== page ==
10.     In the 1990s, a number of ICA relocations and infrastructural expansions took place. These included the opening of the Tanah Merah Ferry Terminal in August 1995 and the Tuas Checkpoint in January 1998 as well as the relocation of Woodlands Checkpoint in July 1999. These developments improved ICA's border control capabilities. Our Pioneers adapted well to these changes. They adjusted their mindset and equipped themselves with the necessary skillsets to perform their border security functions effectively.  


11.     Several changes also took place on the national registration front. A nationwide national Identity Card (IC) conversion exercise took place in June 1991, lasting over a five-year period. The exercise saw the replacement of paper ICs with highly-durable polycarbonate material with security features to prevent forgery. Our Pioneers played an important role in ensuring that the conversion exercise ran smoothly. They came up with a well-structured plan and engaged grassroots and residents committees. A home service was introduced for the bed-ridden to register their new ICs in October 1992. A team was also deployed to Pulau Ubin in December 1993 to facilitate the re-registration of the residents there.


12.     In addition, ICA Pioneers developed the One-Stop Change of Address Reporting Service (OSCAR), which allows the timely sharing of residents' change of address among relevant government agencies.


Building on the Present, Fulfilling our Aspirations for the Future


13.     The operating environment will become increasingly complex for ICA, with new emerging threats. For example, upcoming facilities such as Changi Airport's Terminal 4, the Rapid Transit System between Johor Bahru and Singapore, and the High-Speed Rail between Kuala Lumpur and Singapore, will mean inevitable growth in traveller volume across our borders. To handle these challenges, the current generation of ICA officers must constantly review our operating framework to ensure relevance. I am heartened to note that ICA has implemented bold measures to ensure it remains nimble.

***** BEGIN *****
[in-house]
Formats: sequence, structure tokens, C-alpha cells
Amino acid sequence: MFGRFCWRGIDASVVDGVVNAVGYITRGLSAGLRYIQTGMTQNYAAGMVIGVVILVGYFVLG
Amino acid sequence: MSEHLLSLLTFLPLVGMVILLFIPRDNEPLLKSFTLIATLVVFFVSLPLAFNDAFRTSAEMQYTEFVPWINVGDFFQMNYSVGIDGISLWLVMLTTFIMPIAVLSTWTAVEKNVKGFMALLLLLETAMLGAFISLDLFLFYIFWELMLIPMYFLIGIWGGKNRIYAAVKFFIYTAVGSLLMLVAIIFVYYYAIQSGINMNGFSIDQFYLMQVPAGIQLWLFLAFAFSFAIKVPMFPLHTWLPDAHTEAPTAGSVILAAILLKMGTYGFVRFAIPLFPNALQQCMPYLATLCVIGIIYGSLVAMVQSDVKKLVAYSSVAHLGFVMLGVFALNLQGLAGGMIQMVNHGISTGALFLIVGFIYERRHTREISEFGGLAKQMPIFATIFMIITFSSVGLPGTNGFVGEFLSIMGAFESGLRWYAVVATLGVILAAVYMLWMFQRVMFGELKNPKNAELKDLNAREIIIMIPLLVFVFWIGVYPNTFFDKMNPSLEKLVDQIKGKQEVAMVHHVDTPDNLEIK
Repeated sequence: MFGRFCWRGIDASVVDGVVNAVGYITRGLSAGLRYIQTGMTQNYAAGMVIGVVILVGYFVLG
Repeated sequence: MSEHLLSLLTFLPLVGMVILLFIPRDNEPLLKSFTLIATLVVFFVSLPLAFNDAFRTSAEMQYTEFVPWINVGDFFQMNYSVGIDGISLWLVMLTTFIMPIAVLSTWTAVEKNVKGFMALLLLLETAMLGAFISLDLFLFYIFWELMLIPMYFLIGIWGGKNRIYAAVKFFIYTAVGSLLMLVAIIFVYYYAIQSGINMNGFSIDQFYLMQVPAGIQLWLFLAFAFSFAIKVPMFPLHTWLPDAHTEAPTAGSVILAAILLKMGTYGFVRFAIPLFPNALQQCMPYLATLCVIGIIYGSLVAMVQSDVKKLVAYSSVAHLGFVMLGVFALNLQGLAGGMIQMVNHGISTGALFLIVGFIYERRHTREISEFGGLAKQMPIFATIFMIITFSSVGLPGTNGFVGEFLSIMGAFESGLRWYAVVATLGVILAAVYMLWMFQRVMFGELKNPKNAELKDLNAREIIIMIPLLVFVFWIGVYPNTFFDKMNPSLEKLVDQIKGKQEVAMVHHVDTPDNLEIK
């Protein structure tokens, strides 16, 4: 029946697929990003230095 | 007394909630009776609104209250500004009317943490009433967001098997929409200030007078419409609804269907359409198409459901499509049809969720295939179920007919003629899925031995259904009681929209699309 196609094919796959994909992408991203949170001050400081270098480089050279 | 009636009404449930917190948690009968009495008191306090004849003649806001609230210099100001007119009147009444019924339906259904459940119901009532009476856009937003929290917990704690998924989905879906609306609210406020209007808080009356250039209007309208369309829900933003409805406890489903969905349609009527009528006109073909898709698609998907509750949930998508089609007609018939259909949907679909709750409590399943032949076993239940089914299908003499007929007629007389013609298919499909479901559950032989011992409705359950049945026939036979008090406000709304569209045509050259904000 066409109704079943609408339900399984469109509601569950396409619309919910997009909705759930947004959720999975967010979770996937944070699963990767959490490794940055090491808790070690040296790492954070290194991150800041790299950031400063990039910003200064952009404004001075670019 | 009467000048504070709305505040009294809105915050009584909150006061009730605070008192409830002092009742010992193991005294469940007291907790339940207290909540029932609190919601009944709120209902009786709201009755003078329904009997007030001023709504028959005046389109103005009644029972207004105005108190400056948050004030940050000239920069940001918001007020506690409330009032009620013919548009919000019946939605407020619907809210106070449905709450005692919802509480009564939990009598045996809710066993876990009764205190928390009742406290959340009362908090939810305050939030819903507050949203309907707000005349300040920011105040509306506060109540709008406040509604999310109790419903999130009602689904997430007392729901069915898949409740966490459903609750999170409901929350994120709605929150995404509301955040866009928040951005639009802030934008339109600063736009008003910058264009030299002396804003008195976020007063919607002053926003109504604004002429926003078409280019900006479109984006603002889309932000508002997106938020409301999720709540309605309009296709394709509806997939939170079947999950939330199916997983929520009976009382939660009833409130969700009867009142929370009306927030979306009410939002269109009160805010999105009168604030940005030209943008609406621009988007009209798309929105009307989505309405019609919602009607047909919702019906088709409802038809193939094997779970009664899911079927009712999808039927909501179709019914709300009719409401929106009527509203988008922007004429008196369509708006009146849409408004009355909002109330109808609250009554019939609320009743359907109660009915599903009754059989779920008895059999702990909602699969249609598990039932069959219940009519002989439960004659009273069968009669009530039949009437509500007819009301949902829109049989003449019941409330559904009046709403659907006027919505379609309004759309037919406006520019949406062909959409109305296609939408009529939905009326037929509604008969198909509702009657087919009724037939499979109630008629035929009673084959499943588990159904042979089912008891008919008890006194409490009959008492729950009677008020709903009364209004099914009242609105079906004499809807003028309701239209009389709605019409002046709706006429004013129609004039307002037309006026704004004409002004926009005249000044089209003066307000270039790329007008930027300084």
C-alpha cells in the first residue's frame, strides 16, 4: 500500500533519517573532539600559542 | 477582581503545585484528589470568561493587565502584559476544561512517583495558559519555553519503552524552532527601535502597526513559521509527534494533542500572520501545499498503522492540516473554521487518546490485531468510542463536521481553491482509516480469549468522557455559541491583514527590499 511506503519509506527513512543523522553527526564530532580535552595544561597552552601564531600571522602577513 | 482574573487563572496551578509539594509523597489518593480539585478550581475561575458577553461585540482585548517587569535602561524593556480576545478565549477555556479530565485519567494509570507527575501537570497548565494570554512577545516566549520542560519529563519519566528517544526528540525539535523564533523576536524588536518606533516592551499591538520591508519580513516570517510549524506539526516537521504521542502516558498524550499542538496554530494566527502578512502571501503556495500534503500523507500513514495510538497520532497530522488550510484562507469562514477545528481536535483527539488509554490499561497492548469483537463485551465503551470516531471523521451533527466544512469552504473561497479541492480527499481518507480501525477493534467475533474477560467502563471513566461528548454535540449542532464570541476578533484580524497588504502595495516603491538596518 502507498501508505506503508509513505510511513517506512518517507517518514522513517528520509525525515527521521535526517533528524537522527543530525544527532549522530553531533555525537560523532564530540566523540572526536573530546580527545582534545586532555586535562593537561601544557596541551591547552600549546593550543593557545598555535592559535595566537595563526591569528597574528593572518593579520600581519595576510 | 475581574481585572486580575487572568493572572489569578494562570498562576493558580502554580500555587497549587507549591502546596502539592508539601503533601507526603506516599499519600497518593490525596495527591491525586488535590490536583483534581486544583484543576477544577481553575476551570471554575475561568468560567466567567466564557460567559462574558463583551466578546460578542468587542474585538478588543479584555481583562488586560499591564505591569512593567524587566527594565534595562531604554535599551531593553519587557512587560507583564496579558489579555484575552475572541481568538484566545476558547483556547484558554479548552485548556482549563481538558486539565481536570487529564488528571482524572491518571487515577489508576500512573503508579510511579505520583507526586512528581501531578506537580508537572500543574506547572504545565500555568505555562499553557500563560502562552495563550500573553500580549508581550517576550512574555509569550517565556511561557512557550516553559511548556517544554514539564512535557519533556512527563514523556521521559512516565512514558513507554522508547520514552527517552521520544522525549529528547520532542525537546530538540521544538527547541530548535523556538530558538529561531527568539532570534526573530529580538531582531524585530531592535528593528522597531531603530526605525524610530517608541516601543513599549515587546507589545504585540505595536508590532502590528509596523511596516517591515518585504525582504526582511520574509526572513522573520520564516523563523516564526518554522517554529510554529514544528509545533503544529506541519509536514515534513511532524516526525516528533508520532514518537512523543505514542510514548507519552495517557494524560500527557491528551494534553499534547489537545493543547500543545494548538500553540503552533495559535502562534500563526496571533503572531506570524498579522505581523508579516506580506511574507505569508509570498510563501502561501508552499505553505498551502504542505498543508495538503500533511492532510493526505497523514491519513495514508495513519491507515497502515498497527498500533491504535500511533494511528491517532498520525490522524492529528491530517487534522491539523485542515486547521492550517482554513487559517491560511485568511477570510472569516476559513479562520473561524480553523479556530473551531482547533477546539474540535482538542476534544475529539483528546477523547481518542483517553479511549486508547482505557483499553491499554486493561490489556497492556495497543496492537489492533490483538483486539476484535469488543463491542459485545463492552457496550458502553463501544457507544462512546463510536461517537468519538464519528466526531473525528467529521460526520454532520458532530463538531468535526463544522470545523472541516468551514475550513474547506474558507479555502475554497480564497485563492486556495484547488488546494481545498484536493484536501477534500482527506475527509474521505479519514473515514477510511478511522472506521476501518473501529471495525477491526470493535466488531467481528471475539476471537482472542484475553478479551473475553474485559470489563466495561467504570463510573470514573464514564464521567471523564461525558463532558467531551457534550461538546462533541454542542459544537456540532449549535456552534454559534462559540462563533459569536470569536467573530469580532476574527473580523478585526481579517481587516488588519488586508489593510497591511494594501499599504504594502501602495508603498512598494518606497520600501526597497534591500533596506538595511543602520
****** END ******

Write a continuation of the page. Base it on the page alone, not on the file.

14.     This year, ICA operationalised the Integrated Checkpoints Command (ICC), which strengthens coordination among Home Team agencies under a single unified command and control structure. This enhances the security of the checkpoints and allows checkpoint officers to react more quickly and effectively to incidents.


15.     ICA also regularly updates its checkpoint processes to ensure future-readiness. For instance, ICA has been actively expanding its biometric capabilities to ensure efficient and secure clearance. This allows the re-deployment of resources to focus on high-risk travellers. Moving forward, ICA is working towards capturing the fingerprints of all travellers upon arrival across all checkpoints. The fingerprints are used to verify a traveller's identity before he is allowed entry and will facilitate automated self-clearance during his departure.



16.     Even as ICA moves forward with bold approaches, you must continue to leverage your strong partnerships with your stakeholders, including community partners, to achieve your mission. I urge all Pioneers to continue to remain connected with ICA and to contribute to the Home Team in different roles and capacities. For instance, with your vast experience and knowledge, you would be best suited to be ICA Ambassadors, who help to explain ICA policies to the public.


17.     We salute you, our ICA Pioneers, for your sacrifices and contributions in building up the ICA that we are so proud of today. To show our appreciation, each invited Pioneer will receive a specially-commissioned Home Team SG 50 medallion. This is a small token of the Home Team's gratitude for your loyal and dedicated service to ICA and Singapore. Thank you, ICA Pioneers!




[1] Paper on Immigration Offender Situation in Singapore presented during ICA-Ministerial Meeting, 21 March 2012